Building on the ‘entrepreneuring as emancipation’ perspective, I explore the emancipatory potential of social entrepreneurship as a means to disengage individuals enthralled to ideology and trapped by their own past behavior. I studied two former religious-based terrorists from Indonesia, and their social enterprise, a cafe chain, which has successfully emancipated 10 ex-terrorists. In this paper, I show how engagement in entrepreneurship can be emancipatory through allowing individuals not only to escape some ideological constraints but also to construct new meaning in life and new social roles and connections that provide a platform for building a new future. Importantly, because social entrepreneurship as a form of organizing permits autonomy from an exclusive focus on profitability, it afforded the entrepreneurs I studied to achieve a degree of emancipation both for themselves and also for those they served. My results also have substantial practical value in elucidating a potentially valuable tool in efforts to reduce terrorist violence. I develop a grounded process model of social entrepreneurship as emancipatory work to summarize the study and offer avenues for future research.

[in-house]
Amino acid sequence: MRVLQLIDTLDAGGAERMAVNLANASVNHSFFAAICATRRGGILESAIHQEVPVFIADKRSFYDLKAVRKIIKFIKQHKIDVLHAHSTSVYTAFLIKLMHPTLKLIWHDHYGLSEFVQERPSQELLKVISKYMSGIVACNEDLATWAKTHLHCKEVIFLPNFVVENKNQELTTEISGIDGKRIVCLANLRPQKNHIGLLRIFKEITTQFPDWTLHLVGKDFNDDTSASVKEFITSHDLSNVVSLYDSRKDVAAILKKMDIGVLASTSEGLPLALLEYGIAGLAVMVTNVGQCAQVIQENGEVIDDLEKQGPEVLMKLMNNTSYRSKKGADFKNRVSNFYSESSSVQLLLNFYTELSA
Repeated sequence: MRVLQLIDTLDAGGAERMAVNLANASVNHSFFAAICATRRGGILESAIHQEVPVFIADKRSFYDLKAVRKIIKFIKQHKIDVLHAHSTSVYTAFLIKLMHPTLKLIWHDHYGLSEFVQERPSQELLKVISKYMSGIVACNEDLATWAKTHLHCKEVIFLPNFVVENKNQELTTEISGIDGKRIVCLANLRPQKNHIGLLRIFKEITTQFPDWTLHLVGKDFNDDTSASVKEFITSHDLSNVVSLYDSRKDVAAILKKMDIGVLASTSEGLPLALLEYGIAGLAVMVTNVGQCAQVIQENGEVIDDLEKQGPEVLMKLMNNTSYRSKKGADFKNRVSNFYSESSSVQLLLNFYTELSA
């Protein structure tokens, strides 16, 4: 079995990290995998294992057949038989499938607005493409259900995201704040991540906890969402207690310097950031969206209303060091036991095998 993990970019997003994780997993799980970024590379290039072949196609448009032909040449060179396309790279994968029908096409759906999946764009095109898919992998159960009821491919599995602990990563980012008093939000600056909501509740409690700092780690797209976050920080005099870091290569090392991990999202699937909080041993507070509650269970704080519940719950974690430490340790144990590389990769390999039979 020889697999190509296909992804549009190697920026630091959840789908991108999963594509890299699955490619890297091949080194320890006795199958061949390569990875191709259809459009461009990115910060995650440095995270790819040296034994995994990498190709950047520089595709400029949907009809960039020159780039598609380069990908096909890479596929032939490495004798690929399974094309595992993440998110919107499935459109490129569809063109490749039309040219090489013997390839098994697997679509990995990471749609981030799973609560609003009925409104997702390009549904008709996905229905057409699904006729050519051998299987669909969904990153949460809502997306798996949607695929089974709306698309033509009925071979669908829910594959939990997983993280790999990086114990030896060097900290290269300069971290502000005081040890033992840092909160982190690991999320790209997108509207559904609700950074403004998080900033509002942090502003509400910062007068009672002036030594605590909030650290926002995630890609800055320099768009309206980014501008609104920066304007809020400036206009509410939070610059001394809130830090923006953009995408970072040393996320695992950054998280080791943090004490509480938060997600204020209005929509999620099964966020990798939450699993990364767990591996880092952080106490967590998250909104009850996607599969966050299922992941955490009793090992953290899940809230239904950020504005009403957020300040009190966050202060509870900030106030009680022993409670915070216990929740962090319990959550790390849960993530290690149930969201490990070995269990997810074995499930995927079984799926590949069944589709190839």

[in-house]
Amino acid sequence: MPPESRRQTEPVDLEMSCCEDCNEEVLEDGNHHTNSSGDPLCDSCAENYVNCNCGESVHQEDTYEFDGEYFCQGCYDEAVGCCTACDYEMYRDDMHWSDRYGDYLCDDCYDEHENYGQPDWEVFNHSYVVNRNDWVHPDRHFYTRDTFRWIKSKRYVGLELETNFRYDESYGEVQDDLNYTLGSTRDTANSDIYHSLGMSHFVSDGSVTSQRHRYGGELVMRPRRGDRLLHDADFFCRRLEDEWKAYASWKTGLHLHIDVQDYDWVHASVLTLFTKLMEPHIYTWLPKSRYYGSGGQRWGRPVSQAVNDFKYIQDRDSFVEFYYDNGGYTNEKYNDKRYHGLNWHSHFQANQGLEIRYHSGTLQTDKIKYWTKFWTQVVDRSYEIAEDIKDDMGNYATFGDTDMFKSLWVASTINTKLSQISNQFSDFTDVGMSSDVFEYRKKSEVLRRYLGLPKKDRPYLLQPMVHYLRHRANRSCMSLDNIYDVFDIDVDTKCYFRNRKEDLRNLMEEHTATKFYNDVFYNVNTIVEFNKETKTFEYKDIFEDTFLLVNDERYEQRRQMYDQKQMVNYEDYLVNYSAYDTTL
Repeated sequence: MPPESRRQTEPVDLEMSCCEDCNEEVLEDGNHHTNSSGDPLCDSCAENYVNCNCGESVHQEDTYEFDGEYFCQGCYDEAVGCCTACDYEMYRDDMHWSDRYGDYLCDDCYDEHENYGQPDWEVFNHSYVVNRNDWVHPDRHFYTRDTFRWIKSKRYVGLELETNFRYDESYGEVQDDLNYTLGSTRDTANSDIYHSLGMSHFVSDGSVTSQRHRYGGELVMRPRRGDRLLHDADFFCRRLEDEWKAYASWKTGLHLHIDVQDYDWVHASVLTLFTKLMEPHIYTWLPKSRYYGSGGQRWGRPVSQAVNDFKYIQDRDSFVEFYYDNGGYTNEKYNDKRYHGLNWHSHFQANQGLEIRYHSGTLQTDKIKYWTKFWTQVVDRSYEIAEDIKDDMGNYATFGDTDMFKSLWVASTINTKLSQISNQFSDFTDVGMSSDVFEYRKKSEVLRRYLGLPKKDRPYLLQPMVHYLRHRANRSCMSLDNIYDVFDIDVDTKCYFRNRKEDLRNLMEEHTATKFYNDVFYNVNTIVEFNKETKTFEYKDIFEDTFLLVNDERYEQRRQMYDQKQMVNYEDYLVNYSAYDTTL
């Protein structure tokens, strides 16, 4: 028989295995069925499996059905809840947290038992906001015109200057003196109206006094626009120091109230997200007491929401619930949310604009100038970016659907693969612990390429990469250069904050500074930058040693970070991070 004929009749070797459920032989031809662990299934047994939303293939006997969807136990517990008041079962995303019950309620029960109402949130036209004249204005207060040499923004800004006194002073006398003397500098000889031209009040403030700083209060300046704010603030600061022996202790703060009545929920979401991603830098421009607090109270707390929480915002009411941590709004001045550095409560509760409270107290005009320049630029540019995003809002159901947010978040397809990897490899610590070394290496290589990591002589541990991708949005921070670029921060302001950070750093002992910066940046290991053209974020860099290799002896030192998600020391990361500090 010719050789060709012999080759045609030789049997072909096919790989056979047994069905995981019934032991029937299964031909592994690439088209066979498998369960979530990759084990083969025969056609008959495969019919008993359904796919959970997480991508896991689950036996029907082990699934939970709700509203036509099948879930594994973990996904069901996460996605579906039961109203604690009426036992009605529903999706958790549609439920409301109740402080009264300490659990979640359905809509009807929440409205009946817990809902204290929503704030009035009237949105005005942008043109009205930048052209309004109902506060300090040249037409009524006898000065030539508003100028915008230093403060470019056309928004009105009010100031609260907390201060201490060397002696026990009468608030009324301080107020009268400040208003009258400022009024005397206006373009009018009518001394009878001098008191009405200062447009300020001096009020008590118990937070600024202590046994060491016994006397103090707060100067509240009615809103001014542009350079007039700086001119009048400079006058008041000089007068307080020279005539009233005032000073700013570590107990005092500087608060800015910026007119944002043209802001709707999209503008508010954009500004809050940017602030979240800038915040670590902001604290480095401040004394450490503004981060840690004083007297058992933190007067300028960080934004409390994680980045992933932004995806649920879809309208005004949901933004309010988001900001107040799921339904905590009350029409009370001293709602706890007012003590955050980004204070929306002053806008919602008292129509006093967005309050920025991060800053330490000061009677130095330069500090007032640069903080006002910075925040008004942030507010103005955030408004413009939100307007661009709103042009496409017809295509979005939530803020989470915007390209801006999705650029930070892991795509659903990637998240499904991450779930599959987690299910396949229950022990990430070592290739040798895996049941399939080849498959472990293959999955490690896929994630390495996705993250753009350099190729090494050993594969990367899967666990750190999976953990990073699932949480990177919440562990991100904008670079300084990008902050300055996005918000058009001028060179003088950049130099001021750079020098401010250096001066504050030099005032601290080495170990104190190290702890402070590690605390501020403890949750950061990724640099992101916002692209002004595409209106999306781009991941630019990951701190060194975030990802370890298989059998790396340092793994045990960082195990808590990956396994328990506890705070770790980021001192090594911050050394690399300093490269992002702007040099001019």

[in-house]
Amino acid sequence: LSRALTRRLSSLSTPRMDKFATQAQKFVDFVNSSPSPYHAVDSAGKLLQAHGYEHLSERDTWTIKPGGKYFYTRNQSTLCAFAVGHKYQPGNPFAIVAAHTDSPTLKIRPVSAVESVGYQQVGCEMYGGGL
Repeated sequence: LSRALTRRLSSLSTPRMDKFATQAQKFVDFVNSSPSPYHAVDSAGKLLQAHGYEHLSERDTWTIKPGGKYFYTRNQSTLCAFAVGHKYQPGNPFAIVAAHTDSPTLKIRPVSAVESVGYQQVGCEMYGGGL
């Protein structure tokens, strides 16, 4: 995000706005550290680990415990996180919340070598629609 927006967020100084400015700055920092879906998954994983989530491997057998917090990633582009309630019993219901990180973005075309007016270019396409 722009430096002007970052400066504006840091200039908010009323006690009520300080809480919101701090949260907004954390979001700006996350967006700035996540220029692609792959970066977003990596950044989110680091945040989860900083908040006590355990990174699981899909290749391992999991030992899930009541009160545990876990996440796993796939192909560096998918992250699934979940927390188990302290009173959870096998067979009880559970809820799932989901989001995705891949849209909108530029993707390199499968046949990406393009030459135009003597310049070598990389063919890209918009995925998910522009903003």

- Social enterprise
- Social entrepreneurship
ASJC Scopus subject areas
- Business and International Management
- Management of Technology and Innovation